On Thursday night, I was greeted at the door to Fetty Wap’s debut album listening party in Tribeca by a disgruntled bouncer and the words “at capacity.” I was expecting something more like "Hey, what's up? Hello." It was 8:15 p.m., and the call time for the event was 8:00. After some delicate maneuvering, I managed to get in and was relieved to see the opening lyrics to the rapper’s hit single, “Trap Queen,” scrawled on a mirror next to a motorcycle with a sign stating “DO NOT SIT ON MOTORCYLE.” This perfect selfie spot would have made right a missed on-brand entrée opportunity, had it not also been closely guarded by a bouncer.
The only thing left unguarded by bouncers were pies baking in the kitchen. Instead, women in “TRAP QUEEN” bathing suits and knee-high boots kept a close watch on their browning crusts. (Some context: there was a pool in the basement). It was unclear if the guests were going to have to fight for a fork, but thankfully chicken nuggets on a stick and a Red Bull elixir served in “1738” Solo Cups ran aplenty.
Fetty arrived around 9:30 p.m. wearing Yeezy sneakers, one of which had what looked like a sock stretched over it. In keeping with the theme from his “My Way” music video, he also wore a motorcycle glove on his left hand. He proceeded to pull a wad of cash the size of his head out of a Louis Vuitton backpack, posed for some pictures, and then retreated upstairs. The women in bathing suits followed, freshly baked pies in hand.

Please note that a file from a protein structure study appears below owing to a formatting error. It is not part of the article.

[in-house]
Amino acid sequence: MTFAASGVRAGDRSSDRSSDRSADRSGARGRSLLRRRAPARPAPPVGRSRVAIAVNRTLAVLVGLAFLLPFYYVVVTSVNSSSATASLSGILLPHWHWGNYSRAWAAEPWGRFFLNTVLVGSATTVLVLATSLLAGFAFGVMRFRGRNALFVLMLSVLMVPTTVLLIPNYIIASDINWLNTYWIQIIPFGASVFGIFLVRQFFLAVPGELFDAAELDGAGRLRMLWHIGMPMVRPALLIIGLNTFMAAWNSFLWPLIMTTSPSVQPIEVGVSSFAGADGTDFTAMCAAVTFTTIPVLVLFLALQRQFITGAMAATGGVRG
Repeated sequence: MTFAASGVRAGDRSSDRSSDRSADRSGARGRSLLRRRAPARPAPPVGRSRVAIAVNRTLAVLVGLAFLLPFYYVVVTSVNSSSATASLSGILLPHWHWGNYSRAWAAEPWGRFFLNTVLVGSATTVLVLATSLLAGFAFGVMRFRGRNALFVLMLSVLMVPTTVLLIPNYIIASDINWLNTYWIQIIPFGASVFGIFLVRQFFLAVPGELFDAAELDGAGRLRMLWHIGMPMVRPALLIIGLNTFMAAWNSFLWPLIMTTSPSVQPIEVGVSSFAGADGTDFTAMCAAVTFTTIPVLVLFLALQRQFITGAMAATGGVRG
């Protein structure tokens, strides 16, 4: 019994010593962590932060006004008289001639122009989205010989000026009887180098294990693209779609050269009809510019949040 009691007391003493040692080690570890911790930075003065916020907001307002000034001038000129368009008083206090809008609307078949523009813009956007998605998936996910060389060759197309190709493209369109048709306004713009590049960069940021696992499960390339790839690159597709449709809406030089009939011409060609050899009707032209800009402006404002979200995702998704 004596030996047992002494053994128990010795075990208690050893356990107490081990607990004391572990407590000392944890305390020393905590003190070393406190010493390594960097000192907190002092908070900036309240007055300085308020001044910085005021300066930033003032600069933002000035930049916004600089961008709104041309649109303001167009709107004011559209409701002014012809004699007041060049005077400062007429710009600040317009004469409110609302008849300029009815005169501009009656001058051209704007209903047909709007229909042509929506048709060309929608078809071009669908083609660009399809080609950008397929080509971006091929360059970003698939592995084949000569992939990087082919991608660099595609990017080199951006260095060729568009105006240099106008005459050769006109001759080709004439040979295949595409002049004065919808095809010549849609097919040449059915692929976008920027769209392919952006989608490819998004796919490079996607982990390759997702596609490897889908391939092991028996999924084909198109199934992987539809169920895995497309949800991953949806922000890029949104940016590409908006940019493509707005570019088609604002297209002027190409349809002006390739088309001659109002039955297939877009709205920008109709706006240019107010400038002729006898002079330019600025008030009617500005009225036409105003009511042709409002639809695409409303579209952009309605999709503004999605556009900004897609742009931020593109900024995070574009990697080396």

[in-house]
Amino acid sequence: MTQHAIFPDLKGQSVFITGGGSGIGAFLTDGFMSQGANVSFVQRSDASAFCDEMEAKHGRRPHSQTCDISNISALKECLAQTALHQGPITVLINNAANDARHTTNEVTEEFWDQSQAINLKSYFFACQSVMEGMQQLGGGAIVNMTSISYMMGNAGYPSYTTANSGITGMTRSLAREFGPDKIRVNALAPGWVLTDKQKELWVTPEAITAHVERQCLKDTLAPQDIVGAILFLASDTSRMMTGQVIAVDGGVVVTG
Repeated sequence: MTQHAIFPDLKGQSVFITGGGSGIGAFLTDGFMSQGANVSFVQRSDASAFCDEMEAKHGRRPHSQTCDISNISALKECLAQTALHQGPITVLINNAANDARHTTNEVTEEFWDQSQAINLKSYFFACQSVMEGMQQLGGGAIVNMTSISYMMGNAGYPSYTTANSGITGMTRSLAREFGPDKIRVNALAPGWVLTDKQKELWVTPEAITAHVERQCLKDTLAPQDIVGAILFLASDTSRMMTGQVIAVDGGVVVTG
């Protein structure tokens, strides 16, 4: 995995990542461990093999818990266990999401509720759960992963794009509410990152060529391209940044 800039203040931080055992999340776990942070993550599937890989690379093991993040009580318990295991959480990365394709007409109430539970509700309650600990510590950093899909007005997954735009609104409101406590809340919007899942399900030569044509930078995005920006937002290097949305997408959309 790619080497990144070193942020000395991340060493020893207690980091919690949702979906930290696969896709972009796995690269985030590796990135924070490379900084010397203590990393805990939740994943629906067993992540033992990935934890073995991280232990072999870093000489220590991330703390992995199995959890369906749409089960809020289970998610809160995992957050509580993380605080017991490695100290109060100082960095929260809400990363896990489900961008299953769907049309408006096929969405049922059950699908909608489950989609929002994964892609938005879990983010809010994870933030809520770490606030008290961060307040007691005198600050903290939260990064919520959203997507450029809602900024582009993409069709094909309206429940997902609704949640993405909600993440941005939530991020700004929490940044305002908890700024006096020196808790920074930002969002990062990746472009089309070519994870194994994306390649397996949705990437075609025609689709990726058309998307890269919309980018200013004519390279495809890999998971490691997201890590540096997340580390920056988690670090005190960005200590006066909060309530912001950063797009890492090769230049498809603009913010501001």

Meanwhile, downstairs a woman accused me of stealing her seat on the white leather couch with a white fur draped over it. Behind us was a life-size sculpture of a horse. I got up to find a bathroom.
While waiting on line, I told a teenager I follow on Instagram named Kerwin Frost (you might recognize him from @AssPizza’s account and for the gigantic tattoo of a pencil he has on his face?) not to skip me and he gave me a look like, “only mere mortals use the bathroom.”
Then, a man with wide eyes and a septum piercing who was also not waiting on line turned to me and said, “Are you a matrix?”
“Are we in The Matrix?” I shouted over the bass, confused. An image of Fetty as Neo flashed in my mind.
“Are you a dominatrix?” he repeated.
“Oh, no. Sorry.”
And then I left. I love Fetty, but I’d heard enough.